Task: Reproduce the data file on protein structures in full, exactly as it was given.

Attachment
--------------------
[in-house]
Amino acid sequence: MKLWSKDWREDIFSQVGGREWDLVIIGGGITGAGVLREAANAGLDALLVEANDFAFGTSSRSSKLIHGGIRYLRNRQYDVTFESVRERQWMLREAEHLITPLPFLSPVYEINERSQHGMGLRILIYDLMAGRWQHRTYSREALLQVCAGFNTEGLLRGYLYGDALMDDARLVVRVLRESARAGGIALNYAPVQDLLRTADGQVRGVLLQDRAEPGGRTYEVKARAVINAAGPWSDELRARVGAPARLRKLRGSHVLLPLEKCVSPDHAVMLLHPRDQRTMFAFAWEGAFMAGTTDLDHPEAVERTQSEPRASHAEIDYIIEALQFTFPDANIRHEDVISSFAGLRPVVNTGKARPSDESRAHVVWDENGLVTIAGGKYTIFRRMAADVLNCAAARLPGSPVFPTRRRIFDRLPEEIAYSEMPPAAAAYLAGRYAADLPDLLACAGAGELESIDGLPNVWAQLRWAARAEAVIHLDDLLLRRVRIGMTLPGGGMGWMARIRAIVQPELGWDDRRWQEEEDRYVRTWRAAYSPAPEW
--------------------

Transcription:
[in-house]
Amino acid sequence: MKLWSKDWREDIFSQVGGREWDLVIIGGGITGAGVLREAANAGLDALLVEANDFAFGTSSRSSKLIHGGIRYLRNRQYDVTFESVRERQWMLREAEHLITPLPFLSPVYEINERSQHGMGLRILIYDLMAGRWQHRTYSREALLQVCAGFNTEGLLRGYLYGDALMDDARLVVRVLRESARAGGIALNYAPVQDLLRTADGQVRGVLLQDRAEPGGRTYEVKARAVINAAGPWSDELRARVGAPARLRKLRGSHVLLPLEKCVSPDHAVMLLHPRDQRTMFAFAWEGAFMAGTTDLDHPEAVERTQSEPRASHAEIDYIIEALQFTFPDANIRHEDVISSFAGLRPVVNTGKARPSDESRAHVVWDENGLVTIAGGKYTIFRRMAADVLNCAAARLPGSPVFPTRRRIFDRLPEEIAYSEMPPAAAAYLAGRYAADLPDLLACAGAGELESIDGLPNVWAQLRWAARAEAVIHLDDLLLRRVRIGMTLPGGGMGWMARIRAIVQPELGWDDRRWQEEEDRYVRTWRAAYSPAPEW